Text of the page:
Tuesday, March 26, 2013

End of Daylight Savings

Well, this weekend sees the end of daylight savings and those lovely balmy evenings sitting outside watching the birds put themselves to bed. The mornings are already getting darker and waking up at 7 is becoming more and more difficult - for some reason getting up in the dark no matter what the time , is so much less inviting than waking up to a soft bright dawn light.

But, with the colder weather and shorter days comes the rain - and that is very welcome.  Good rain last week and more to come tomorrow - Thank Goodness!!  We got our Summer water bill last week and it was horrific!!  I must ring someone for a quote on installing more rainwater tanks and for cleaning out the dam and putting in a pump.

We've been working a lot in the garden this last week after the rain, tidying up, weeding, doing the garden edges and spreading bark chips. Mark has been out in the veggie garden and between Don and Mark we have had great saving in vegetables this summer.

I love these Japanese windflowers. They thrive in the moister areas of the garden. This single pink pops up all through the front garden

And the first double deep pink one has come out. These were beautiful last year and I am hoping for another good showing soon.
 Around the garden there are late summer flowers still on show with a flush of roses getting ready for April. We have 3 new garden areas ready for new plantings and are just waiting for some more rain before we get on with that work.

This little area where we put up the new bird bath is starting to look quite pretty and by next spring should look even better when the irises and all the salvias are in flower.

See how neat my lawn edges are. Behind this bed there will be a new bed of Australian natives to form a hedge between the road and the garden.

More tidy edges and newly mown lawns.

Such a simple, pretty flower.

Liz Needle

Saturday, March 9, 2013


We spend a lot of evenings sitting in the front garden watching the birds finding their evening feed and choosing the right tree for their night's rest. The rainbow lorikeets love the flowering gum for a feed, then roost in the willows. The galahs and sulphur crests prefer the pines, while the rosellas join the lorikeets in the willows. The magpies also like the pines, but as far away from the parrots as they can.

We also see the Little Wattle birds, New Holland Honeyeaters and the  Eastern Spinebills sipping nectar from the Eucalypt flowers, the salvias and fuchsias. The red browed finches, blue wrens, fantails and the grass wrens love the sprinkler and spent a lot of time in the bird bath before bed, while the blackbirds scratch around in the garden mulch for grubs and insects.

We have a large flock of yellow tailed cockatoos that sweep in every evening to spend time in the pines, while on the dam we see black duck, mountain duck and the occasional ibis. A veritable bird rec centre.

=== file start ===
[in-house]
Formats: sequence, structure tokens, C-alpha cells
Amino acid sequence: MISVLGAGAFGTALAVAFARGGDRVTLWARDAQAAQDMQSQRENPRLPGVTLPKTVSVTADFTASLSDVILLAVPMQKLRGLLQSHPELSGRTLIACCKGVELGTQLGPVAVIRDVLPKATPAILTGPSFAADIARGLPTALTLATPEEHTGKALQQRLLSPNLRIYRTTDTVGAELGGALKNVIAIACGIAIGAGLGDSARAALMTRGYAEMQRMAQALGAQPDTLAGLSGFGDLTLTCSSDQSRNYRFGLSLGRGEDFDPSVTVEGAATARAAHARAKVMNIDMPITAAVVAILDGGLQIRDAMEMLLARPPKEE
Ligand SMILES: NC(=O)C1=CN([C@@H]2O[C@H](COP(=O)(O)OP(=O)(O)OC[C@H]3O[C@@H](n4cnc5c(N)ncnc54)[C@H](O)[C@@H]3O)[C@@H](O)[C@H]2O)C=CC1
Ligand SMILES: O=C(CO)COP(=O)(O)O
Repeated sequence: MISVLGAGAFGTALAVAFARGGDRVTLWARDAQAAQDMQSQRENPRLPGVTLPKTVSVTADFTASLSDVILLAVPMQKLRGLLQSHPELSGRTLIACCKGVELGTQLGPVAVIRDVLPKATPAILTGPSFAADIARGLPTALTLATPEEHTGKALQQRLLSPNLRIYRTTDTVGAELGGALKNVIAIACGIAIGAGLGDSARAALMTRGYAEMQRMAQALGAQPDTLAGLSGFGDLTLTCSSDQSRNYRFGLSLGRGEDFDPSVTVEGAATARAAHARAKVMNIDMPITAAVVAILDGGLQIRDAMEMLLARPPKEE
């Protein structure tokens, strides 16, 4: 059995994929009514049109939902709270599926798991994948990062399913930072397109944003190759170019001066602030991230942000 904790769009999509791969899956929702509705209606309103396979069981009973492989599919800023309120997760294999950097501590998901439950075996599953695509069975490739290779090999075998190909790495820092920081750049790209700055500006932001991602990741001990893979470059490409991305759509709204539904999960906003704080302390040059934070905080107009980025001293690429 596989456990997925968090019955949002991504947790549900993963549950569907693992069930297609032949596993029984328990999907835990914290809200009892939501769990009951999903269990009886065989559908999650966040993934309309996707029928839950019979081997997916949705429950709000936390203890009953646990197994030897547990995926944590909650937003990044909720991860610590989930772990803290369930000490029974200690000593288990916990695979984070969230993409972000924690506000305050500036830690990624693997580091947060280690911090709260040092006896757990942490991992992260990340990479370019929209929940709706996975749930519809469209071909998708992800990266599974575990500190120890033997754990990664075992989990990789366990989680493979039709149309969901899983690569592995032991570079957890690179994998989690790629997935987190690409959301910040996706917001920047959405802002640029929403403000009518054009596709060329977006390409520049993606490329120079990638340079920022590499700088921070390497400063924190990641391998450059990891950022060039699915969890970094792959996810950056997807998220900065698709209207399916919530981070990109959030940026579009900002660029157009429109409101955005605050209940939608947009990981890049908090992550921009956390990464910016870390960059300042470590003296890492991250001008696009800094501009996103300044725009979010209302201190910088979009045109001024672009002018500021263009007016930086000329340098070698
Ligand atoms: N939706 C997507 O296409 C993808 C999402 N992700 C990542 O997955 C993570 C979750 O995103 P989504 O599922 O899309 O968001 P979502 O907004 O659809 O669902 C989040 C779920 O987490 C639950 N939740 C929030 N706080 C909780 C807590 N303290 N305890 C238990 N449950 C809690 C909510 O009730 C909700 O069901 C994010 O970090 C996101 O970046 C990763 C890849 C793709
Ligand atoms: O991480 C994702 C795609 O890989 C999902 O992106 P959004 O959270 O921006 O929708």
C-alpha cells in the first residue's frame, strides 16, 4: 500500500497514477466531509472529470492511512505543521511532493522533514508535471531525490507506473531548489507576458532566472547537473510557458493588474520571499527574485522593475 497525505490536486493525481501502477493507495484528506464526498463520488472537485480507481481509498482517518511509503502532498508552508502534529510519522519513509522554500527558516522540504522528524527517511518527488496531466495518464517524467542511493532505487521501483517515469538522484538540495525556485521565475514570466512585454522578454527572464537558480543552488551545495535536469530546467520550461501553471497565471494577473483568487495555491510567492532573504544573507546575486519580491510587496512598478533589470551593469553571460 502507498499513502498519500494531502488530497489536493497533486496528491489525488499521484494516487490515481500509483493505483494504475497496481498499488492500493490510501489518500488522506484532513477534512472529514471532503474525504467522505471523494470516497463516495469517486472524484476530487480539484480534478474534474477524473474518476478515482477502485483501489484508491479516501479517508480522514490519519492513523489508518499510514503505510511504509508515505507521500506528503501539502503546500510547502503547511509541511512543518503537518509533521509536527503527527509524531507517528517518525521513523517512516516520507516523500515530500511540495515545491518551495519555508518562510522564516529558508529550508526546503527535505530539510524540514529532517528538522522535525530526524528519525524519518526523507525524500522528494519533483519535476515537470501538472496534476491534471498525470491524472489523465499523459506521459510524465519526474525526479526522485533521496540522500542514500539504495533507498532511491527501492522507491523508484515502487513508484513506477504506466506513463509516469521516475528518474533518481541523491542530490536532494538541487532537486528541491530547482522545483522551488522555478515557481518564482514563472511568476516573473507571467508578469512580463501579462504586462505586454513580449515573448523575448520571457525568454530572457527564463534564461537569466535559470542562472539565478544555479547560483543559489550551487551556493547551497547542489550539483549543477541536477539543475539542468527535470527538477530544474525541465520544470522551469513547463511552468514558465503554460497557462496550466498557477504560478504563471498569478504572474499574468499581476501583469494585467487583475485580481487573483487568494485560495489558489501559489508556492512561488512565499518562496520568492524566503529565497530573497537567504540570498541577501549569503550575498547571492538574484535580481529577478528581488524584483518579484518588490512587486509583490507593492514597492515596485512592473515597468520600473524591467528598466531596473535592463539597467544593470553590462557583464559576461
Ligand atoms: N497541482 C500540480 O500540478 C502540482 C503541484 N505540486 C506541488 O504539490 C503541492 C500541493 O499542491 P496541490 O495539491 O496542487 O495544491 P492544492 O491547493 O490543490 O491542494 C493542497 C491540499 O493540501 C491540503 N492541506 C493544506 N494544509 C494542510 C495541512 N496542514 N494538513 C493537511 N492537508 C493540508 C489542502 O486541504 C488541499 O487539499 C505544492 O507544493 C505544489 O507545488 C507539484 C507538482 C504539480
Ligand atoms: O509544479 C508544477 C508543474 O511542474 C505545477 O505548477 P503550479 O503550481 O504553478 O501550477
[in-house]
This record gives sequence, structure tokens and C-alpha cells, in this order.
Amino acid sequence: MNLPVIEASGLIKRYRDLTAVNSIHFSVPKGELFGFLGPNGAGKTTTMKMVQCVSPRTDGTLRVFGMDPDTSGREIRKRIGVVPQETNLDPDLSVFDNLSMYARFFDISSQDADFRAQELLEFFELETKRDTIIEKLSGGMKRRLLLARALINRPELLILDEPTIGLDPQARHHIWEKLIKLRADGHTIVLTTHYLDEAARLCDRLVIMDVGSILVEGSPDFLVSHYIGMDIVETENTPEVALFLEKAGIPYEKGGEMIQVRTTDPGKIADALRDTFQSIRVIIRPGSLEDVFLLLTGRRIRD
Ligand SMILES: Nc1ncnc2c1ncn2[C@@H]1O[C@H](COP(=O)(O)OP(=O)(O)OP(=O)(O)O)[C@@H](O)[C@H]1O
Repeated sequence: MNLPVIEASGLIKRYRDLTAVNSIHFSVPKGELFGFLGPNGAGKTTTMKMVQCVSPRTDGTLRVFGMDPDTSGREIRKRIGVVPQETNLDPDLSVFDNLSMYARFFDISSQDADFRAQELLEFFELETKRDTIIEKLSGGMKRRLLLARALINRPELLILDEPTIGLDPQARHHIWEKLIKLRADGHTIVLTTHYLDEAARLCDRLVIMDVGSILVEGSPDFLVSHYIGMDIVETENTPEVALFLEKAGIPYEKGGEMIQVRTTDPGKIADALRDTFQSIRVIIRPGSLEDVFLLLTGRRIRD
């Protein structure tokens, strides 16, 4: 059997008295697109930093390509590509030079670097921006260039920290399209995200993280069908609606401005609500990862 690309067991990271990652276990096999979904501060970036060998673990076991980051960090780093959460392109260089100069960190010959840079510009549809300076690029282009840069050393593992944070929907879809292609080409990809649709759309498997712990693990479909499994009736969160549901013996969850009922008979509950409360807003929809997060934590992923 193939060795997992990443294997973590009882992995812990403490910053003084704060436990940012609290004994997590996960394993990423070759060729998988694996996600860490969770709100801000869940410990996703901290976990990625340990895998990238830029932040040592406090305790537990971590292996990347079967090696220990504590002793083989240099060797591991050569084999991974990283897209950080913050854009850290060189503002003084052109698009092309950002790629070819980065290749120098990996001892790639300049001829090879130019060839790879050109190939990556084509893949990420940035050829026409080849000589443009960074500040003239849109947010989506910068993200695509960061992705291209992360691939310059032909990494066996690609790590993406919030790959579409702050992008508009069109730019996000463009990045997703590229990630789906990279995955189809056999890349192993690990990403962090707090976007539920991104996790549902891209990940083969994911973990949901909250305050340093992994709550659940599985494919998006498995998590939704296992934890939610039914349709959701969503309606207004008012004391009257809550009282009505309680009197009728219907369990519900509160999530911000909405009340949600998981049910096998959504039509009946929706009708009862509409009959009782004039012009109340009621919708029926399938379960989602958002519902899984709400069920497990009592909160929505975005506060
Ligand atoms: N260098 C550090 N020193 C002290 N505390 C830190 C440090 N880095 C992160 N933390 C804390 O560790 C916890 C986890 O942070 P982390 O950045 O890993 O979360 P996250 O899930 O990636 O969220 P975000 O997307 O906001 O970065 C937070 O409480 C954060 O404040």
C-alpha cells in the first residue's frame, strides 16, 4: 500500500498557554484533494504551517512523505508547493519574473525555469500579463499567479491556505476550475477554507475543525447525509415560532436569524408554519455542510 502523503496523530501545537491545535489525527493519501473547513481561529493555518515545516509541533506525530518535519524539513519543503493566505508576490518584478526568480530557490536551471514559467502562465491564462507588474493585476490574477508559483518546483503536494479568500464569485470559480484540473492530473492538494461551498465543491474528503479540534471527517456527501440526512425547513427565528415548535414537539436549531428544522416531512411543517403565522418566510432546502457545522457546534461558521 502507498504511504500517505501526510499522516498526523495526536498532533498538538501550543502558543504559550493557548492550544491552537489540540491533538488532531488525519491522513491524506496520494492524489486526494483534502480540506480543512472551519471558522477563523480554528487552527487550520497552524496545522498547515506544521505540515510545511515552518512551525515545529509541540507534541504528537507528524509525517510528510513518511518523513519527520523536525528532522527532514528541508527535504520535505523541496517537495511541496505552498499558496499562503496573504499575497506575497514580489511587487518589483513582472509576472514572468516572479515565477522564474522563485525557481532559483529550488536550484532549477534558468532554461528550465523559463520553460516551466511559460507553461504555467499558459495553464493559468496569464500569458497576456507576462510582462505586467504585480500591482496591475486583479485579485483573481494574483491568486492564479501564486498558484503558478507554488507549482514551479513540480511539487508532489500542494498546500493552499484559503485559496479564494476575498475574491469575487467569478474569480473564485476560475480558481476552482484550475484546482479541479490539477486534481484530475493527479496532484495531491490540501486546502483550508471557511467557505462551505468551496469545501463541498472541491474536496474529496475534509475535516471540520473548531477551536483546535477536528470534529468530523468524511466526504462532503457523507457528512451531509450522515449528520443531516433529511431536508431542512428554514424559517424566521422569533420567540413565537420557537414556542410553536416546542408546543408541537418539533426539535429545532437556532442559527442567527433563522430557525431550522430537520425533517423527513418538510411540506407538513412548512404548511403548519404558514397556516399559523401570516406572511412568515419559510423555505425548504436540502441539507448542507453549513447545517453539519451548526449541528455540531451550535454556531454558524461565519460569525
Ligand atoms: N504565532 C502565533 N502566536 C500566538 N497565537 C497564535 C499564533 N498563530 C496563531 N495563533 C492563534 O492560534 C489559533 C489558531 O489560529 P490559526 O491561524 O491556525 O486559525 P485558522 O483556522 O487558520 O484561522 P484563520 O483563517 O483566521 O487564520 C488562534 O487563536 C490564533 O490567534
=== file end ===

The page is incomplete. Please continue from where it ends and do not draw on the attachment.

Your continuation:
Yesterday evening I was thrilled to be able tocatch these honey eaters bathing in the birdbath just outside the kitchen window. There is a little goldfinch there too. At one time there were 6 honey eaters in the bath, but those photos were not good enough to put up on the blog.

They look so cute when they're wet and fluffy.

Liz Needle

Thursday, March 7, 2013

Rain at Last!!

Rain at last.  This summer has been so hot and dry that I have despaired of the garden It all looks so tired and dried up. We have been watering, but ithas been  impossible to keep enough water up to the garden and despite extensive mulching, we are losing plants each day.

Yesterday afternoon, however, the sky grew grey and cloudy and finally we had some rain. Not a lot - probably only 3mm, but enough to revitalise the lawn and freshen up the shrubs. Unfortunately there has been no respite from the heat and the weather is now hot and muggy. I can imagine all the weeds rubbing their hands together in glee, thinking of the growing they are going to be able to do!!

In the evenings, we are able to get out and do a bit of weeding and tidying up. I have been busy with a pair of secateurs, a bottle of weed poison and a paint brush, cutting off rampant blackberry shoots and painting the cuts with the poison. It works a treat, but I always finish up more than a little scratched.

Meanwhile Mark has re-landscaped an area in the front garden which had been demolished by a falling willow tree. Now we are waiting for more substantial rains so we can replant the area.

He has widened a narrow path so the lawn mower can go from the top level to the bottom
Old sleepers have been pullud out and an old path filled in

The old path has  been covered with mulch ready for new trees.
The old bank has been re-terraced and new retaining walls built.

And the results of all Mark's hard labour?

A much more attractive area of the garden. Thanks Mark.

Liz Needle